Overview: Economic activity is strongly linked to the US, with which American Samoa conducts 80%-90% of its foreign trade. Tuna fishing and tuna processing plants are the backbone of the private sector, with canned tuna the primary export. The tuna canneries and the government are by far the two largest employers. Other economic activities include a slowly developing tourist industry. Transfers from the US Government add substantially to American Samoa's economic well-being.

National product: GDP - purchasing power parity - $128 million (1991 est.)

National product real growth rate: NA%

National product per capita: $2,600 (1991)

Inflation rate (consumer prices): 7% (1990)

Unemployment rate: 12% (1991)

Budget: revenues: $97 million (includes $43,000,000 in local revenue and $54,000,000 in grant revenue); expenditures: $NA, including capital expenditures of $NA (FY90/91)

Exports: $306 million (f.o.b., 1989) commodities: canned tuna 93% partners: US 99.6%

Imports: $360.3 million (c.i.f., 1989) commodities: materials for canneries 56%, food 8%, petroleum products 7%, machinery and parts 6% partners: US 62%, Japan 9%, NZ 7%, Australia 11%, Fiji 4%, other 7%

External debt: $NA

Industrial production: growth rate NA%

Electricity: capacity: 30,000 kW production: 90 million kWh consumption per capita: 1,505 kWh (1993)

Industries: tuna canneries (largely dependent on foreign fishing vessels), meat canning, handicrafts

Agriculture: bananas, coconuts, vegetables, taro, breadfruit, yams, copra, pineapples, papayas, dairy farming

Economic aid: recipient: $21,042,650 in operational funds and $1,227,000 in construction funds for capital improvement projects from the US Department of Interior (1991)

Currency: 1 United States dollar = 100 cents

Exchange rates: US currency is used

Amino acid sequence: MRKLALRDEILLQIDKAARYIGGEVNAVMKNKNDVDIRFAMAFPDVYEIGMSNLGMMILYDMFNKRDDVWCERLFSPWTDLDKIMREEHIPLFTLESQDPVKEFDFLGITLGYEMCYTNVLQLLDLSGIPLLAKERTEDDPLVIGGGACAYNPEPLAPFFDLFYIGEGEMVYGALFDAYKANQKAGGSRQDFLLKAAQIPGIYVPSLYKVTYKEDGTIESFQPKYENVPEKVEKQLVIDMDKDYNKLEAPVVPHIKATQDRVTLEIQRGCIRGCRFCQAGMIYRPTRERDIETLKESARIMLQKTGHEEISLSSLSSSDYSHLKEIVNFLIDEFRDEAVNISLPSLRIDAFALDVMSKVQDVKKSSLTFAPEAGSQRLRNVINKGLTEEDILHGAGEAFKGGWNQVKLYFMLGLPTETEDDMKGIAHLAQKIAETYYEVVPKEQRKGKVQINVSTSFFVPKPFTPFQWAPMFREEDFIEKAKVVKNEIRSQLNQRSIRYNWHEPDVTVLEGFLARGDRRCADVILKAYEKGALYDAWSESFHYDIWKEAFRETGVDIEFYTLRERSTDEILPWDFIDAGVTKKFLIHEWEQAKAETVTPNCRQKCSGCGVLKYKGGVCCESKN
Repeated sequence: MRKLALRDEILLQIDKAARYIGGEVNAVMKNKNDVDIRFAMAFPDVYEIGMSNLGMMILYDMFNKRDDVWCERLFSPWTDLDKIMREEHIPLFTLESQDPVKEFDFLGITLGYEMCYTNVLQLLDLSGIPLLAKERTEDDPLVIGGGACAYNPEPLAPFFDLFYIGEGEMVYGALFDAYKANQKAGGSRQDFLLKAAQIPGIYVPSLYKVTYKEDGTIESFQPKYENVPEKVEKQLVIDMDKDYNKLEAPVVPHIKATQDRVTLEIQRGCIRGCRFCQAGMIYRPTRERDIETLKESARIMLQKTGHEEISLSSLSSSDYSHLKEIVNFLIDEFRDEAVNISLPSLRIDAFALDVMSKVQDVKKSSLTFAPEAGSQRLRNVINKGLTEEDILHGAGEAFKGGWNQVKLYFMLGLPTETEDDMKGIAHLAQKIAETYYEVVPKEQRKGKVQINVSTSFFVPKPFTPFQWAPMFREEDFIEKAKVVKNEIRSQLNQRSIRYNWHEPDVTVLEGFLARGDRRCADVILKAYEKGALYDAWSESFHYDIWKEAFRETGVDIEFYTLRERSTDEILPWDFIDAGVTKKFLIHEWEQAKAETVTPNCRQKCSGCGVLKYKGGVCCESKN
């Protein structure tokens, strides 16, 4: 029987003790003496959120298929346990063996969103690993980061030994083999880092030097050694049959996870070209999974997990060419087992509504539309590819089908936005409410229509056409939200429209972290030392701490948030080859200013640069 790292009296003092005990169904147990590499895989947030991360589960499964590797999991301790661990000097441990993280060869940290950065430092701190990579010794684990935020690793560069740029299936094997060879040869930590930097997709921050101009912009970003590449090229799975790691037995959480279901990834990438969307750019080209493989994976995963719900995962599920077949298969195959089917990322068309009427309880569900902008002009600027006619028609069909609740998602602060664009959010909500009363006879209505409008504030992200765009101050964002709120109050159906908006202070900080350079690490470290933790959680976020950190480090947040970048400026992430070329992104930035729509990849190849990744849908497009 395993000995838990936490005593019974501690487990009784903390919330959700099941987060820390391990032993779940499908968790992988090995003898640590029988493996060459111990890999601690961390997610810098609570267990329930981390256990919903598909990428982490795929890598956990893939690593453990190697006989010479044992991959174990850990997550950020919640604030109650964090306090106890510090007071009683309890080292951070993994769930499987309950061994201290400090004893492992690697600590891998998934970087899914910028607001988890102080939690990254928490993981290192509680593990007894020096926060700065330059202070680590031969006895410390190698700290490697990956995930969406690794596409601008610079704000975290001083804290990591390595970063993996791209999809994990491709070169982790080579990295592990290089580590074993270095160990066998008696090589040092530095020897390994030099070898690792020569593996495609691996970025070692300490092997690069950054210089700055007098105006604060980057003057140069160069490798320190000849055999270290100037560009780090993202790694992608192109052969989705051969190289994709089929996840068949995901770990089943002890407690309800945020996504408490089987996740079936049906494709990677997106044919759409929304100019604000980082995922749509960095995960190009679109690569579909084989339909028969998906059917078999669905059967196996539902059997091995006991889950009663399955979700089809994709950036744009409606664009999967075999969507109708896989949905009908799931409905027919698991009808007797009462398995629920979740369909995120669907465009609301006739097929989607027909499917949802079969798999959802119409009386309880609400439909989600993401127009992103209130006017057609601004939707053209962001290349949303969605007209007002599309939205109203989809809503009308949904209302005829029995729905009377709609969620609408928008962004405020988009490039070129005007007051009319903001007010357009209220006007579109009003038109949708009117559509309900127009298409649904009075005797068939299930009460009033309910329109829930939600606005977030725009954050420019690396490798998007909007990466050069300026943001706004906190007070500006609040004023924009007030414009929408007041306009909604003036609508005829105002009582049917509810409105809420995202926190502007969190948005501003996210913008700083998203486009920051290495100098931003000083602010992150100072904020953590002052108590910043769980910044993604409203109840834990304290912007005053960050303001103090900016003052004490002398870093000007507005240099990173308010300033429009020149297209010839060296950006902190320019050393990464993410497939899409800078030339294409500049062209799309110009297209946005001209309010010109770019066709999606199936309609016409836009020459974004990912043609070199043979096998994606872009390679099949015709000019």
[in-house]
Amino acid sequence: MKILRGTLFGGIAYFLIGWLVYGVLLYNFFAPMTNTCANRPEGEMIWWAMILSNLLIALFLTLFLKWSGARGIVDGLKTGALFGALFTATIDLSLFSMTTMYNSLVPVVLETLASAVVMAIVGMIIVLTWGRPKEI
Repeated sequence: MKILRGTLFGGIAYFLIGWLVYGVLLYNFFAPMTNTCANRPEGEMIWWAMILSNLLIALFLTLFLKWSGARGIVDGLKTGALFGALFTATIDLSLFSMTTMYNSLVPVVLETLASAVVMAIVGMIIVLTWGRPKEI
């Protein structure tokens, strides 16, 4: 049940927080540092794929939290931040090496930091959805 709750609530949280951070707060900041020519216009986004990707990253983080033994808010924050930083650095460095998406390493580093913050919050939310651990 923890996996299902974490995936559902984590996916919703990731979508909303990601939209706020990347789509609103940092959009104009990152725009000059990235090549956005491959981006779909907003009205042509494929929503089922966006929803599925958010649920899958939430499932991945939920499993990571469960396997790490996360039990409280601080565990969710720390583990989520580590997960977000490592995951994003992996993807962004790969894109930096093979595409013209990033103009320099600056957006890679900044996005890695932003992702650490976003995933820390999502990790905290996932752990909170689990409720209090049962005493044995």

Fiscal year: 1 October - 30 September

@American Samoa:Transportation

Railroads: 0 km

Highways: total: 350 km paved: 150 km unpaved: 200 km

Ports: Aanu'u (new construction), Auasi, Faleosao, Ofu, Pago Pago, Ta'u

Merchant marine: none

Airports: total: 4 with paved runways 2,438 to 3,047 m: 1 with paved runways under 914 m: 3 note: small airstrips on Fituita and Ofu

@American Samoa:Communications

Telephone system: 8,399 telephones; good telex, telegraph, and facsimile services local: NA intercity: NA international: 1 INTELSAT (Pacific Ocean) and 1 COMSAT earth station

Radio: broadcast stations: AM 1, FM 1, shortwave 0 radios: NA

Television: broadcast stations: 1 televisions: NA

@American Samoa:Defense Forces

Note: defense is the responsibility of the US



ANDORRA

@Andorra:Geography

Location: Southwestern Europe, between France and Spain

Map references: Europe

Area: total area: 450 sq km land area: 450 sq km comparative area: slightly more than 2.5 times the size of Washington, DC

Land boundaries: total 125 km, France 60 km, Spain 65 km

Coastline: 0 km (landlocked)

Maritime claims: none; landlocked

International disputes: none

Climate: temperate; snowy, cold winters and warm, dry summers

Terrain: rugged mountains dissected by narrow valleys

Natural resources: hydropower, mineral water, timber, iron ore, lead

Land use: arable land: 2% permanent crops: 0% meadows and pastures: 56% forest and woodland: 22% other: 20%

Irrigated land: NA sq km

Environment: current issues: deforestation; overgrazing of mountain meadows contributes to soil erosion natural hazards: snowslides, avalanches international agreements: NA

Note: landlocked

@Andorra:People

Population: 65,780 (July 1995 est.)

Age structure: 0-14 years: 18% (female 5,503; male 5,985) 15-64 years: 70% (female 21,873; male 24,334) 65 years and over: 12% (female 4,020; male 4,065) (July 1995 est.)

Population growth rate: 2.72% (1995 est.)

Birth rate: 12.92 births/1,000 population (1995 est.)

Death rate: 7.25 deaths/1,000 population (1995 est.)

Net migration rate: 21.53 migrant(s)/1,000 population (1995 est.)

Infant mortality rate: 7.7 deaths/1,000 live births (1995 est.)

Life expectancy at birth: total population: 78.52 years male: 75.65 years female: 81.66 years (1995 est.)

Total fertility rate: 1.72 children born/woman (1995 est.)

Nationality: noun: Andorran(s) adjective: Andorran

Ethnic divisions: Spanish 61%, Andorran 30%, French 6%, other 3%

Religions: Roman Catholic (predominant)

Languages: Catalan (official), French, Castilian

Literacy: NA%

Labor force: NA

@Andorra:Government

Names: conventional long form: Principality of Andorra conventional short form: Andorra local long form: Principat d'Andorra local short form: Andorra

Digraph: AN

Type: parliamentary democracy (since March 1993) that retains as its heads of state a co-principality; the two princes are the president of France and Spanish bishop of Seo de Urgel, who are represented locally by officials called veguers

Capital: Andorra la Vella